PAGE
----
Updated: 06/03/2014 2:27 PM
Created: 06/02/2014 5:35 PM WDIO.com
ST. PAUL, Minn. (AP) - The state Department of Health says preliminary tests show a white powder found in an envelope opened at the Minnesota governor's residence was not a biological threat or toxin.
The department has ruled out agents such as ricin or anthrax but will continue monitoring the sample for about 10 days to try to identify it, according to a statement late Monday.
The Minnesota Department of Public Safety says staff at Gov. Mark Dayton's residence opened the letter Monday morning. While the content of the letter was not threatening, staff detected a small amount of white powder.
The public safety department says Dayton was at the main residence but was "not in close proximity to the letter."
The Star Tribune reports no arrests have been made.
Information from: Star Tribune, http://www.startribune.com
(Copyright 2014 The Associated Press. All rights reserved. This material may not be published, broadcast, rewritten or redistributed.)
St. Louis River Reaches First Step Toward Recovery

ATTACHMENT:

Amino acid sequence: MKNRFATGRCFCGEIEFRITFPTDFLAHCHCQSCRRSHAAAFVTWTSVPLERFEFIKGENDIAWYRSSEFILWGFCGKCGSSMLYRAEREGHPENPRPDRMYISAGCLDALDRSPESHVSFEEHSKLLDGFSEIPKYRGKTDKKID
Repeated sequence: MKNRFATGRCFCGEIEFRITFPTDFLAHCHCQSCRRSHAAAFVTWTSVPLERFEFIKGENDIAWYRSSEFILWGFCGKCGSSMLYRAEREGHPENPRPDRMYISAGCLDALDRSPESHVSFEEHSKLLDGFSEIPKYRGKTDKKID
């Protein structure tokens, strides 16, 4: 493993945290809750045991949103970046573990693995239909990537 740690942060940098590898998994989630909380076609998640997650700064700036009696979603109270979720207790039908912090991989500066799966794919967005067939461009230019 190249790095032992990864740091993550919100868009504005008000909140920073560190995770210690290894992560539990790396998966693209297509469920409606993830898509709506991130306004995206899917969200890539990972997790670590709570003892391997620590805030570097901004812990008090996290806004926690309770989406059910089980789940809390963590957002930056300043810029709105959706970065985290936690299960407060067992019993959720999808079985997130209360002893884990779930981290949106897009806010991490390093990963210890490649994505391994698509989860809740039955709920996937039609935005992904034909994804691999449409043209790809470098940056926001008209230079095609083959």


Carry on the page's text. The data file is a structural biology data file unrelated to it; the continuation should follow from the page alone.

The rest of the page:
The U.S. Environmental Protection Agency announced Friday that the St. Louis River is one step closer to delisted as an area of concern along the Great Lakes.
Virginia Police: Murder Charge for Death of Child
Authorities have arrested a 26-year-old Hibbing man in connection with the 2012 death of his former girlfriend's two-year-old daughter. Johnson, 26, is charged with second-degree murder and appeared in court Friday.
Injured Duluth Man Rescued in Quetico Park
Ontario Provincial Police officers have rescued a Duluth man who broke his leg in Quetico Provincial Park, which is north of the Boundary Waters Canoe Area Wilderness.
Duluth Adds 2,200 Students: Move-In Day for UMD
The population in Duluth went up a couple of thousand on Thursday, as the freshman class at UMD moved into the dorms.
Incoming UWS Freshmen Carry the Comforts of Home
Incoming freshmen moved into their dorms at the University of Wisconsin Superior on Thursday. The new college students were carrying all of their belongings, including a lot of technology that hasn't always been so common on a college campus.